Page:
Jibanananda Festival that celebrates mainly the works of a major Bengali poet of 20th Century in India Jibanananda Das is returning to the Rich Mix in East London for the third year on Sunday 20th February at 5pm. Hosted by a leading institute of South Asian arts – Saudha Society of Poetry and Indian Music – the festival is bringing renowned academics, poets, writers and performers together to promote the time-winning literature of a great modernist poet in Indian subcontinent at post-Tagorian time (Rabindranath Tagore, the first Nobel laureate from the East), said poet Ahmed Kaysher, the director of Saudha.
The speakers include award-winning poet Prof Oz Harwick from Leeds Trinity University, Professor of Asian history in Exter University Nandini Chatterjee, writer and Jibanananda researcher Dr Shahaduzzaman, fictionist Dr Noor Zaheer, poet and playwright John Farndon and British-Argentine poet Gaby Sambucceti. They will explore the relevance of Jibananda’s works in the 21st Century from different dimensions and, in addition, will offer a comparative study on his poetry with contemporary poets of other languages of the globe.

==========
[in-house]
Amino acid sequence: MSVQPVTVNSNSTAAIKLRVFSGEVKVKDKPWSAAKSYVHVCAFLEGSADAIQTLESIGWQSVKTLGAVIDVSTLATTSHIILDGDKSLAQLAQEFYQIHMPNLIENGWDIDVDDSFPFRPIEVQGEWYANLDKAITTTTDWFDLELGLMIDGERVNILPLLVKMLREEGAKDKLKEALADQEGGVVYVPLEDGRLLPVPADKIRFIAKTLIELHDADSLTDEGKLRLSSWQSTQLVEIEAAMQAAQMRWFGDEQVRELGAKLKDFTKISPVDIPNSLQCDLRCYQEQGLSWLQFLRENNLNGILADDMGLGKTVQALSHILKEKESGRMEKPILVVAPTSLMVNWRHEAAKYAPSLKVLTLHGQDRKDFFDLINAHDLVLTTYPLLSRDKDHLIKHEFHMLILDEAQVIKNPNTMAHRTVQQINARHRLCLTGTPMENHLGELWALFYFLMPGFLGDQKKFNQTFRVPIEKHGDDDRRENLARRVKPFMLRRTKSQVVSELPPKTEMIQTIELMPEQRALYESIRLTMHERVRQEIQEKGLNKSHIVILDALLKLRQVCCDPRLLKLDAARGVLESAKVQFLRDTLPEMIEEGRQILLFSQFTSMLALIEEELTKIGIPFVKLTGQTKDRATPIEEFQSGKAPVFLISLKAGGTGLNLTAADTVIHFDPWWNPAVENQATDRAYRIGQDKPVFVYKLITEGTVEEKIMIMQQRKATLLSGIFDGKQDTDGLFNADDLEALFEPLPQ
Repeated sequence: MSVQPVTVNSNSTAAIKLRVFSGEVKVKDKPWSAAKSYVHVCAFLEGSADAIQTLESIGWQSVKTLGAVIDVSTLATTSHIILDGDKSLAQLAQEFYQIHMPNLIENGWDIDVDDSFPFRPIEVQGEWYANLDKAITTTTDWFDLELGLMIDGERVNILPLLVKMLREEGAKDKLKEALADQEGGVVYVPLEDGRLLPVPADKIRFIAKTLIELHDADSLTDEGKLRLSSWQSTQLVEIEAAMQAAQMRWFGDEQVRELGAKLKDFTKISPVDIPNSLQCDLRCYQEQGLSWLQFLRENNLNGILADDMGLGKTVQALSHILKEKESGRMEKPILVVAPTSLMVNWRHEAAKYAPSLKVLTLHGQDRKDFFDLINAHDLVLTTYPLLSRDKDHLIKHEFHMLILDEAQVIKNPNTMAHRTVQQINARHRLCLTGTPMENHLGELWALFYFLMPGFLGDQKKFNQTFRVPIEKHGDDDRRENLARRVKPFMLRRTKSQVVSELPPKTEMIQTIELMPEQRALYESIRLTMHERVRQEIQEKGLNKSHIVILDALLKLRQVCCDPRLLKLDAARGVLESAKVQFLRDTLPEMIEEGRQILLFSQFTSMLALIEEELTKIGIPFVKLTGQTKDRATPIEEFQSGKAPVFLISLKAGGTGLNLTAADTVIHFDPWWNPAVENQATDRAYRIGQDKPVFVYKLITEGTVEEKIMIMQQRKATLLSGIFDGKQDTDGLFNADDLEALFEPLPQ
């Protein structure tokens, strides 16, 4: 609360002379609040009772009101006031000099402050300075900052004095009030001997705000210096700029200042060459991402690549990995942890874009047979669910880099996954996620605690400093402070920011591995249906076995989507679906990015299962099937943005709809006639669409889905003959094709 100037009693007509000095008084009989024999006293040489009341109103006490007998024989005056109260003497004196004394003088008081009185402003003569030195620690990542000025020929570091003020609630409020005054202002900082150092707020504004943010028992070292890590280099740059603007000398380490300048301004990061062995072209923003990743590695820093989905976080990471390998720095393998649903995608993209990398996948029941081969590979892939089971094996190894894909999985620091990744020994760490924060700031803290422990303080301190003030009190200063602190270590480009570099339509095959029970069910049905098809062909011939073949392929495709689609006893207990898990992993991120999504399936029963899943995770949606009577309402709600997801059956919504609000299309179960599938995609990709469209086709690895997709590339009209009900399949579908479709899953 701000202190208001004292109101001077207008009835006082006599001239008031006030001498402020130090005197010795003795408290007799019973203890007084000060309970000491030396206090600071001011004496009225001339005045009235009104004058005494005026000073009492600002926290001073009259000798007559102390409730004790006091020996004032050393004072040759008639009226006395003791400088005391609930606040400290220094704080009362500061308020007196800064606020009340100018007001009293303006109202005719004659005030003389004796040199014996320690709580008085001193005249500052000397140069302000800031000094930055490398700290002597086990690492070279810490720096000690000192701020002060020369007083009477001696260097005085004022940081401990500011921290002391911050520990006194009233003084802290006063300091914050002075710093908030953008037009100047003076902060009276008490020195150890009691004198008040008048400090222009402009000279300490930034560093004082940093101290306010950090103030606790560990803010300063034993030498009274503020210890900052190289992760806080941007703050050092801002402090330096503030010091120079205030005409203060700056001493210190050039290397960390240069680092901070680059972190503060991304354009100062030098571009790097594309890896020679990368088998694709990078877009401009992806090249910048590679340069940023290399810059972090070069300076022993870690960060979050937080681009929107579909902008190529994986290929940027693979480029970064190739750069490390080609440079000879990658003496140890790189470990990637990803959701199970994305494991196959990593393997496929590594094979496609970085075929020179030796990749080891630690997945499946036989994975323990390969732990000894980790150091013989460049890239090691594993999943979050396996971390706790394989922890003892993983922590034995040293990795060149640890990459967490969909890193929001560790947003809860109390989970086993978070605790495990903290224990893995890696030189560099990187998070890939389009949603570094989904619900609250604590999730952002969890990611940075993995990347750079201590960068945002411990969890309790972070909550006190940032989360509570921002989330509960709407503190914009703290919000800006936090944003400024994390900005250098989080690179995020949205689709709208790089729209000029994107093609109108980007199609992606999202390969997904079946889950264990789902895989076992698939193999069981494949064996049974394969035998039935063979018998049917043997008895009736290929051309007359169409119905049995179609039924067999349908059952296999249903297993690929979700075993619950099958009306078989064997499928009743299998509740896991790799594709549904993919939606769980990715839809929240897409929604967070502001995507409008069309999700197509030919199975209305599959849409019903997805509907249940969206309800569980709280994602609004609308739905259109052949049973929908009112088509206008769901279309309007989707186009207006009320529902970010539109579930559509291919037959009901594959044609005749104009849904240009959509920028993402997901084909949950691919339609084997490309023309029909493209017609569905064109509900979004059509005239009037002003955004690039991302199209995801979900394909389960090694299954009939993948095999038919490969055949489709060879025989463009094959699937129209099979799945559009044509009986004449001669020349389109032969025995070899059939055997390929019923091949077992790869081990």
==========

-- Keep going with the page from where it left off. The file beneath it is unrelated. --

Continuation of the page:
The festival will also stage a unique playlet called Bonolota Sen – A search for beauty. Directed by Ahmed Kaysher, this will feature Marie Hamilton, Dulruba Yasmin Ruhee, Sarwar E Alam, John Farndon, Shamim Shahan, Jasmin Chowdhury, Subas Das and Shaila Simi Nur. Critically acclaimed spoken-word artists Poppy Shahnaz, Soma Das, Manash Chowdhury, Tanjina Nur-E Siddique and Shamsuzzoha will recite from Jibanananda’s poetry, while classical dancer Monidipa Seal and Sharmishtha Pandit will render a haunting visual interpretation of these poems through dance.
In addition, the festival also features music presentations based on Jibanananda’s poetry by a talented singer Amith Dey. An award-winning photographer Pablo Khaled and Nishat Afza are presenting a visual interpretation of a popular poem by Jibanananda Das, ‘Bonolota Sen’ through a selection of poetic photography.
The director and the founder of Saudha Ahmed Kaysher said, we have been running this festival for the last three years with new contents each time to highlight the essential oeuvre of one of the deprived and ignored voices of world literature in the 20th Century and the response is now tremendous. I am sure this year, with so many intellectual talks, re-interpretation and new performances, will bring a new turn to the festival.
The Rich Mix, the Gronthee and RadhaRaman Society are collaborating with this festival as partners.